But the damage was already done. It is likely that are more people who read and believed this bogus science reported on by Al Jazeera and other media outlets and used it to validate and confirm their preexisting beliefs than there are people who read Michael Moyer’s debunking article. Whether or not those beliefs are grounded in reality has now become a moot point: The point is they are being reinforced by falsehood.

This often can cause an ideological stalemate: No side of a debate can make a legitimate claim at truth because no side has purged its argument of the bogus science used to support its claims. Thus, elections, policy decisions and the like become less of a contest of truth vs. falsehood, and more of a contest of who can get their BS to reach the widest audience and garner the largest following. Both sides of the debate become tainted, and truth becomes nearly impossible to find.

The global implications are dangerous.

There are several major debates raging right now in the political landscape: Global warming, universal health care, stem-cell research, and Iran’s uranium enrichment program to name a few. All of these debates have very definite science to back them up – and science is used on both sides of the debate. Much of that science is bad science, but it can be found on both sides. Somewhere out there, the truth is hidden. Why is it so hard to discover?

It is hard to discover because people like Michael Moore, find it necessary to be propagandists of truth rather than preachers of it. That is why it is so easy to find falsehoods in his documentaries. When Moore released “Sicko” a so-called documentary that pleads the case for universal health care in the U.S. the debate quickly became about whether or not Moore was lying in his documentary and not about relevant, debatable facts in the health care debate. Michael Moore probably has some very valid and important points to make. It is too bad they are swimming in BS.

Even the World Health Organization’s rating system has be called into question over the scientific basis of its ranking the U.S. health care system. One thing I found interesting was the discrepancies among developed nations on how they calculated infant mortality. Not only are the numbers very difficult to compare, but high infant mortality rates in a country actually might reveal very little about the health care system of that country and more about rates of teen pregnancy. It is like making the argument that country A has bad health care because more people die of lung cancer and heart disease there, when the reality is that country A has great health care, but has a bad problem with high smoking rates and unhealthy diets.

Of course, the CATO Institute, the publisher of the paper criticizing the WHO, has had its own motivations called into question and been criticized of being more motivated by ideology than science. Both the WHO and the CATO institute both have nuggets of truth on their side of the argument. Sadly, any useful and valid points they want to make are tainted by the BS that supposedly also found its way into their reports.

Do you see how quickly the debate has moved away from “truth” and more towards who has more motivation to lie about what and whom? The only way this can happen is when the general public is unable to discern truth for themselves and must rely on others to tell them what is true and not. Now, it is only a question of who we are going to listen to – and even deciding that is often based on arguments that are peppered with falsehood. It becomes one giant manipulation machine.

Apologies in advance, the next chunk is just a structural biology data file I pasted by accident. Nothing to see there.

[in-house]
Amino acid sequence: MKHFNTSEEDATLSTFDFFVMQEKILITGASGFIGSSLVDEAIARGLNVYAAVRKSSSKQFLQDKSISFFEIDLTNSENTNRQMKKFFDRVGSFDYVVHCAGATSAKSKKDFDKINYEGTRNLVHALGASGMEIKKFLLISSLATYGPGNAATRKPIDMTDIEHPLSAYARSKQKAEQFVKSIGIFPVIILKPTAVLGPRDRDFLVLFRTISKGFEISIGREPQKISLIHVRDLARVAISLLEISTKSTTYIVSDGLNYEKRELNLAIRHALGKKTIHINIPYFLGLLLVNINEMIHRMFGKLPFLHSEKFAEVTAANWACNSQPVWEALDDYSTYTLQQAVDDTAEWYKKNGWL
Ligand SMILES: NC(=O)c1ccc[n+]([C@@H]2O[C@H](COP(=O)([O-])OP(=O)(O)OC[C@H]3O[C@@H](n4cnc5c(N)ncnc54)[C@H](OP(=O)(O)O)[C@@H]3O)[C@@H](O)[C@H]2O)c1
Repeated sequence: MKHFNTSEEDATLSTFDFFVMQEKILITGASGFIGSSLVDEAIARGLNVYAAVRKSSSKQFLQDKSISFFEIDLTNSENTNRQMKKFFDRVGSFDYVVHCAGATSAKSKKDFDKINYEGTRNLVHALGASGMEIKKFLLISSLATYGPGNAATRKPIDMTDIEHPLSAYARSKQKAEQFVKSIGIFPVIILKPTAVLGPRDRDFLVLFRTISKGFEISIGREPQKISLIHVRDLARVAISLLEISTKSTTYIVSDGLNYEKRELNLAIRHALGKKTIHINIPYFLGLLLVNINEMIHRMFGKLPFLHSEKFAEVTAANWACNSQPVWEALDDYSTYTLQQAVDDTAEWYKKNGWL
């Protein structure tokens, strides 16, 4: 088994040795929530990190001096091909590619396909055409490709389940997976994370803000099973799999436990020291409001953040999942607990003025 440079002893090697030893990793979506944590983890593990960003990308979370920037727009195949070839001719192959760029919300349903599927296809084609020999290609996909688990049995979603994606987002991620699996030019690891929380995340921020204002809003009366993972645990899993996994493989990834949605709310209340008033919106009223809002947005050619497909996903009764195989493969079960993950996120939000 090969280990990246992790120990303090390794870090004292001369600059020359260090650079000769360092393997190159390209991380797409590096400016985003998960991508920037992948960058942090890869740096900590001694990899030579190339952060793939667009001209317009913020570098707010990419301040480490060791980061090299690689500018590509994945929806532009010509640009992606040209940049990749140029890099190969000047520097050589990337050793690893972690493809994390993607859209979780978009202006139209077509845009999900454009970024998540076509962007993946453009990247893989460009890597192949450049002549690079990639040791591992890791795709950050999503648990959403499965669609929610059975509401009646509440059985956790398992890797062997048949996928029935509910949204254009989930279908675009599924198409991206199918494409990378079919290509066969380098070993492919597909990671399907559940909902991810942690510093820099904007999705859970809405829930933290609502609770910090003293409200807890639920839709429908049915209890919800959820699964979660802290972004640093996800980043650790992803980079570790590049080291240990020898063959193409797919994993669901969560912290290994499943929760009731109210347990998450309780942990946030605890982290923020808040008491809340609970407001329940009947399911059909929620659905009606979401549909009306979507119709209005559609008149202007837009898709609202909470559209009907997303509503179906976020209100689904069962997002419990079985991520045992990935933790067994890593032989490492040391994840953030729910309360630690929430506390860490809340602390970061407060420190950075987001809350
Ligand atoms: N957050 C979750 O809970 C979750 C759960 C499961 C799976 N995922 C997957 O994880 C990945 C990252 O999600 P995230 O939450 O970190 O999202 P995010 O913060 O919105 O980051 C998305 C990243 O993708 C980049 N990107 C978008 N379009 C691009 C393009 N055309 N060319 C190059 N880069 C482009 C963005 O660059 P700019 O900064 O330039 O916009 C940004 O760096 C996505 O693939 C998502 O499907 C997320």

It doesn’t have to be like this.

Each one of us have decently developed brains and are capable of independent thought, critical thinking, and good research. With the internet at our fingertips, we have access to a vast library of information – all we have to do is look for it and figure out how to sort the good information from the bad information. It isn’t very hard to do.

I am surprised that in retractions and corrections to the Aidan solar power breakthrough story, the media has finally decided to exercise more caution, saying things like, “the findings have been called into question,” or that he “may have been disproved.” Where was the caution when the story was breaking?

The funny thing about all this is that caution isn’t really that necessary. You don’t have to be an expert on solar power or a PhD scientist to see that Aidan’s experiment was seriously flawed. Every single one of us can use our brains and our critical thinking skills to parse through the “bad science” in Aidan’s experiment.

It is this “deferring to the experts” – letting so-called experts do our thinking for us, that is the real danger here. We find ourselves becoming pawns in a manipulation game by propagandists, rather than true experts, and we never will know what the truth really is.

Stop deferring to the experts. You are the expert.

And that is the ultimate point of my original article. Yes, Aidan’s solar power experiment was flawed. Someone needs to lovingly point it out to him and encourage him to keep going. All this is true. But more importantly, all the people who were involved in mass producing and validating this bogus claim need to stop buying into the hype and start thinking for themselves. Aidan’s experiment should have probably never received an award for scientific achievement. It should have never been validated and reported on as a “breakthrough” by the media. It should have never received the thousands of “shares” and kudos from smart, educated adults all over the world. It should have been identified as problematic at best, dead wrong at worst, and then taken from there.

If a 13-year-old kid can accidentally fool us all, how much hope do we really have against the powers that be who have a vested interest in fooling us so that they can get elected or pass a policy that is to their advantage and our destruction?

Please, my friends. Start thinking. Or we are all screwed.